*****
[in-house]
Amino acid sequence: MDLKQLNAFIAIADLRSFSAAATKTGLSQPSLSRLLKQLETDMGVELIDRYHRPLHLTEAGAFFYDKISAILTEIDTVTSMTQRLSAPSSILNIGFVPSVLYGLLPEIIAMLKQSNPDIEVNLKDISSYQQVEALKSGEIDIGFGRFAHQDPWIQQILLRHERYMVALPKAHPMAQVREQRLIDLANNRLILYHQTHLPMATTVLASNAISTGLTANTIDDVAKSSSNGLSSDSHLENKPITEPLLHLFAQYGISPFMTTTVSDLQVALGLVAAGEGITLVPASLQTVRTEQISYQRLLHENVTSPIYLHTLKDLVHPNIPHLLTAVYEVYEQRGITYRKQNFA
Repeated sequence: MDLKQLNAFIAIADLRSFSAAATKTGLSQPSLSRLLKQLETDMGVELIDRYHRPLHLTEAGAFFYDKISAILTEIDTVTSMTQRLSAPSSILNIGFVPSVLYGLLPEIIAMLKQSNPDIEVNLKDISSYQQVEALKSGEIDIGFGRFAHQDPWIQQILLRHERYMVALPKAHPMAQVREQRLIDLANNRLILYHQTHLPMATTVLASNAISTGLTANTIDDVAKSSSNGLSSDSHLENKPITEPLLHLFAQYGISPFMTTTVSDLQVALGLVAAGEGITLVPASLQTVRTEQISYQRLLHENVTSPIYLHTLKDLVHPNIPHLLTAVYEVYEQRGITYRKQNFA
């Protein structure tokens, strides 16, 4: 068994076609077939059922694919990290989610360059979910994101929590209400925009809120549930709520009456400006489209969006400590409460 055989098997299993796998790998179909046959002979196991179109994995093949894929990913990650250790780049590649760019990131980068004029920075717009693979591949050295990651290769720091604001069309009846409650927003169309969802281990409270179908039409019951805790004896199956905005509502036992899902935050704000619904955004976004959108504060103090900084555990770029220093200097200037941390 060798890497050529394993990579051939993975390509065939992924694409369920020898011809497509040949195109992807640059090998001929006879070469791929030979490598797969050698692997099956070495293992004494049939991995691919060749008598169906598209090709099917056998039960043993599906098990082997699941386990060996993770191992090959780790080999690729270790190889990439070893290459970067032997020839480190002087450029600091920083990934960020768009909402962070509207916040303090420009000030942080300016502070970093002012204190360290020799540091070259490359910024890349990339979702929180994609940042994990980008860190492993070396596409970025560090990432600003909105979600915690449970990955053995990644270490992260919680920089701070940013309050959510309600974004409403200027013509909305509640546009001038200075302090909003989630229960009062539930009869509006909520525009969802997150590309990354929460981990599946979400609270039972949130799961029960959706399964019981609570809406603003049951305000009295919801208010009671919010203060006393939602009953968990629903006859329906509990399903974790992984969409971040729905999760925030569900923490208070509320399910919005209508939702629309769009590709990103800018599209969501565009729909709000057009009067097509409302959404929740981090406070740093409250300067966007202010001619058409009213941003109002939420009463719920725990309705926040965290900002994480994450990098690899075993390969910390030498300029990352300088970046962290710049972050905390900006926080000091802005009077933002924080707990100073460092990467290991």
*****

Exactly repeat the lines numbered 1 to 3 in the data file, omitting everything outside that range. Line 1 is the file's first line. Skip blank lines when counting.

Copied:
[in-house]
Amino acid sequence: MDLKQLNAFIAIADLRSFSAAATKTGLSQPSLSRLLKQLETDMGVELIDRYHRPLHLTEAGAFFYDKISAILTEIDTVTSMTQRLSAPSSILNIGFVPSVLYGLLPEIIAMLKQSNPDIEVNLKDISSYQQVEALKSGEIDIGFGRFAHQDPWIQQILLRHERYMVALPKAHPMAQVREQRLIDLANNRLILYHQTHLPMATTVLASNAISTGLTANTIDDVAKSSSNGLSSDSHLENKPITEPLLHLFAQYGISPFMTTTVSDLQVALGLVAAGEGITLVPASLQTVRTEQISYQRLLHENVTSPIYLHTLKDLVHPNIPHLLTAVYEVYEQRGITYRKQNFA
Repeated sequence: MDLKQLNAFIAIADLRSFSAAATKTGLSQPSLSRLLKQLETDMGVELIDRYHRPLHLTEAGAFFYDKISAILTEIDTVTSMTQRLSAPSSILNIGFVPSVLYGLLPEIIAMLKQSNPDIEVNLKDISSYQQVEALKSGEIDIGFGRFAHQDPWIQQILLRHERYMVALPKAHPMAQVREQRLIDLANNRLILYHQTHLPMATTVLASNAISTGLTANTIDDVAKSSSNGLSSDSHLENKPITEPLLHLFAQYGISPFMTTTVSDLQVALGLVAAGEGITLVPASLQTVRTEQISYQRLLHENVTSPIYLHTLKDLVHPNIPHLLTAVYEVYEQRGITYRKQNFA